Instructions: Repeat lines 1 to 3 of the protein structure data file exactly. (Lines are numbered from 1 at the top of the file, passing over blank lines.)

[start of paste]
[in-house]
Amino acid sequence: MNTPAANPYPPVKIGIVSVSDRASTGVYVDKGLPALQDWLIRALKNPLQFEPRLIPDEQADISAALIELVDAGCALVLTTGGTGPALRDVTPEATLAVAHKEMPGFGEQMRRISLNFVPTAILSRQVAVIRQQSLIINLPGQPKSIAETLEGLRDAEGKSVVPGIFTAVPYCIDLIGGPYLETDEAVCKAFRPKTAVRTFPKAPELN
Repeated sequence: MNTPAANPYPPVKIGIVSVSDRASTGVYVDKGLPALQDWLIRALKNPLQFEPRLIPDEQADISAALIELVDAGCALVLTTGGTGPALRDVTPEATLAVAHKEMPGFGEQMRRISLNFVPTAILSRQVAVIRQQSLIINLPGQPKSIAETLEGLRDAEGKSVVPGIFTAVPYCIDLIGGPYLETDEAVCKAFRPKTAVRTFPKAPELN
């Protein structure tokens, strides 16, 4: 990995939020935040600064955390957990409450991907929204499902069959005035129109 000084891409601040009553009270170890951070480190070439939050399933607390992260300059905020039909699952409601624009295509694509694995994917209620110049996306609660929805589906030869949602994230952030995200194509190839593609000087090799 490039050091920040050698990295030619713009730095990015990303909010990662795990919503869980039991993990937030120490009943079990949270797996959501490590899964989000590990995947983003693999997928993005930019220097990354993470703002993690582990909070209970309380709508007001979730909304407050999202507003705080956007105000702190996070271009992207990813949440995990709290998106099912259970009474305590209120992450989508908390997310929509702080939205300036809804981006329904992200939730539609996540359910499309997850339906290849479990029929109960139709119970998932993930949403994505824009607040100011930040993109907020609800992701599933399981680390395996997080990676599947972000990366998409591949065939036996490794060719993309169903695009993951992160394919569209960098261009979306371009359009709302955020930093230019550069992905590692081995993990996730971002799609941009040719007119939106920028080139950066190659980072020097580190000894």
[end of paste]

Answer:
[in-house]
Amino acid sequence: MNTPAANPYPPVKIGIVSVSDRASTGVYVDKGLPALQDWLIRALKNPLQFEPRLIPDEQADISAALIELVDAGCALVLTTGGTGPALRDVTPEATLAVAHKEMPGFGEQMRRISLNFVPTAILSRQVAVIRQQSLIINLPGQPKSIAETLEGLRDAEGKSVVPGIFTAVPYCIDLIGGPYLETDEAVCKAFRPKTAVRTFPKAPELN
Repeated sequence: MNTPAANPYPPVKIGIVSVSDRASTGVYVDKGLPALQDWLIRALKNPLQFEPRLIPDEQADISAALIELVDAGCALVLTTGGTGPALRDVTPEATLAVAHKEMPGFGEQMRRISLNFVPTAILSRQVAVIRQQSLIINLPGQPKSIAETLEGLRDAEGKSVVPGIFTAVPYCIDLIGGPYLETDEAVCKAFRPKTAVRTFPKAPELN